- Two of Washington Bikes’ high-priority safety bills have been introduced in the state Legislature, with hopes for passage this year.
Protecting people who bike and walk is simple, really.
Every driver who seriously injures someone walking or bicycling should lose their license until they can pass a driving test. And right turns on red should be restricted at intersections near schools and in locations with heavy pedestrian and bike use.
That’s the gist of Washington Bikes’ two highest-priority bills introduced in the legislative session that convened in Olympia on Jan. 9.
In addition to these bills, Washington Bikes is supporting a host of other legislation to:
- address the public health crisis of traffic violence;
- increase the climate resilience of our communities by making them more bikeable;
- expand affordable access to e-bikes;
- ensure adequate funding for safer bicycling statewide.
Washington Bikes encourages everyone who supports safer streets and a more bikeable state to participate in our WA Bikes Lobby Day on Feb. 6. Lobby Day takes place all day at activists’ convenience. Our policy team will share the resources and talking points to connect community members to their legislators.
WA Bikes made great strides towards a bikeable state in last year’s legislative session, including more than $1 billion for safer bike lanes, sidewalks, and trails. That progress would not have been possible without community voices alongside us in Olympia. “This session, we need your help making sure leaders hold true to those investments and pass policies to keep people on bikes safe,” says Community Organizer Tamar Shuhendler.
Sign up for Lobby Day on Feb. 6. We’ll provide you with tools to help set up meetings with legislators, and to effectively communicate your story to them.
“Attending Lobby Day is even more important this year because there are many new legislators following the November election,” Shuhendler says.
Top Priorities for Safer Bicycling
Washington state is experiencing a traffic safety crisis. Fatalities are at a 30-year high, and vulnerable road users are being injured and killed at rates unseen in decades. That’s why our legislative priorities for 2023 include a focus on policy changes to reduce traffic violence.
In the run up to this legislative session, we’ve worked with legislators to draft bills that achieve this goal. Below are the high-priority legislative efforts we are pushing during this session.
Crosswalks should be safe spaces for people biking, walking, and rolling. Unfortunately, crosswalks are among the most dangerous locations. More than 20 percent of people hit by motor vehicles while biking or walking are in crosswalks. This is due in large part to vehicles turning right at red lights.
SB5514 sponsored by Sen. John Lovick, D-Mill Creek, would restrict right turns on red at school, library, and community center intersections with the heaviest amount of bike and foot traffic. The bill would not ban all right turns on red, but would rather outlaw them at intersections in dense urban cores where people walking, biking, and rolling through crosswalks face the greatest danger from inattentive drivers.
Bad Driver Re-Testing
Sen. Marko Liias, D-Lynnwood, is lead sponsor on a bill to require drivers who have hit and injured someone walking or bicycling to lose their license until they can be re-tested.The Legislature passed a bill that intended to do this as part of the Cooper Jones Act in 1998, but due to a problem with the process of sharing information between police and the Department of Licensing, many drivers are not being re-tested.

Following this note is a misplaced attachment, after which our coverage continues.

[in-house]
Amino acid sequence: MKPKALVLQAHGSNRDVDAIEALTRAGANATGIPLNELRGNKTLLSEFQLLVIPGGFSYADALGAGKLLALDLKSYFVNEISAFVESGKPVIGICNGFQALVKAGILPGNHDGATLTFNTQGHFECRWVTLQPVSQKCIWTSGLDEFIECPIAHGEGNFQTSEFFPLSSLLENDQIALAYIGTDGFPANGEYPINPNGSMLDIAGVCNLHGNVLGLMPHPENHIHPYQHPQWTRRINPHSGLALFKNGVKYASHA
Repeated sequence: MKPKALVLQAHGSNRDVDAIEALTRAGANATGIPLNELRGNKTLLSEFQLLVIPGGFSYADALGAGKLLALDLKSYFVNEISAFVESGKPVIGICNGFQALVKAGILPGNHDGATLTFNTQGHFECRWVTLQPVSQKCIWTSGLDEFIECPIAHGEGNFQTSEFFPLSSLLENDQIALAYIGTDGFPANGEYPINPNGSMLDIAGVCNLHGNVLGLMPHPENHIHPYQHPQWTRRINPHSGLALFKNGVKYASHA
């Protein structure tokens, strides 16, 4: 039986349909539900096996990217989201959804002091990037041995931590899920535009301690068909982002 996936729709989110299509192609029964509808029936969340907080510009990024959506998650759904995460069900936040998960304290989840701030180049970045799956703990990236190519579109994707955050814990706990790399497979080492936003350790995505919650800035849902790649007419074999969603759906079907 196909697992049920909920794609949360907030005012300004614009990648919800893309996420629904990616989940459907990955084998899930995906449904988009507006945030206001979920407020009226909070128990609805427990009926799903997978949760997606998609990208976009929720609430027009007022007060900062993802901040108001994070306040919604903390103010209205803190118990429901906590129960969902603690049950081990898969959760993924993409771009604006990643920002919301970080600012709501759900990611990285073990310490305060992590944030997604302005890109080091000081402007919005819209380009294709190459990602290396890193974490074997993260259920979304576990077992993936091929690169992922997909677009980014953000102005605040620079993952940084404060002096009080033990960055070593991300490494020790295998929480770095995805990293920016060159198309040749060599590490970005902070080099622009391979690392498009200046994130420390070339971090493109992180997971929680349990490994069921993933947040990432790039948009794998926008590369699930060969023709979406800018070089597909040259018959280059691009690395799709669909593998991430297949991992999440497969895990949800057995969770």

HB1319 would fix this technical problem and ensure the law is followed.
Educated Drivers are Better Drivers
Data show that a third of all serious crashes in Washington state involve drivers between the ages of 18 and 25. Data also show that young people who take driver’s education are safer behind the wheel. That’s why we support expanding driver education for all new drivers.
Under current law, people who wait until age 18 to get their driver’s license can skip driver ed classes. Sponsored by Sen. Shewmake, D-Bellingham, SB5430 would create a voucher program for young people within low-income households to access affordable driver’s education. “We support this bill because educated drivers are better drivers,” Shuhendler says.
Bikeable Communities are More Resilient to Climate Change
Bikeable and walkable communities are more climate resilient. That’s why Washington Bikes supports legislation (SB 5093 and SB 5203) to reform how cities and counties plan for housing and transportation.
“Transportation is the largest source of greenhouse gas emissions in Washington state,” Shuhendler says, “and this legislation would jumpstart the process of planning communities that are less car-dependent and where people can make more trips by walking, biking, and transit.”
Invest in Safe Places to Walk, Bike, and Roll for Transportation and Recreation
Last year’s Move Ahead Washington transportation package was a historic achievement in terms of funding for biking and walking infrastructure and programs. Now, we are working to ensure that the commitments made in Move Ahead Washington receive funding–and that legislators don’t try to siphon off the $1.3 billion in bike, walk, and roll funding for other purposes.
“WA Bikes Lobby Day on Feb. 6 will be an important opportunity to tell legislators that you support Move Ahead Washington and its investments in a more bike-friendly state” Shuhendler says.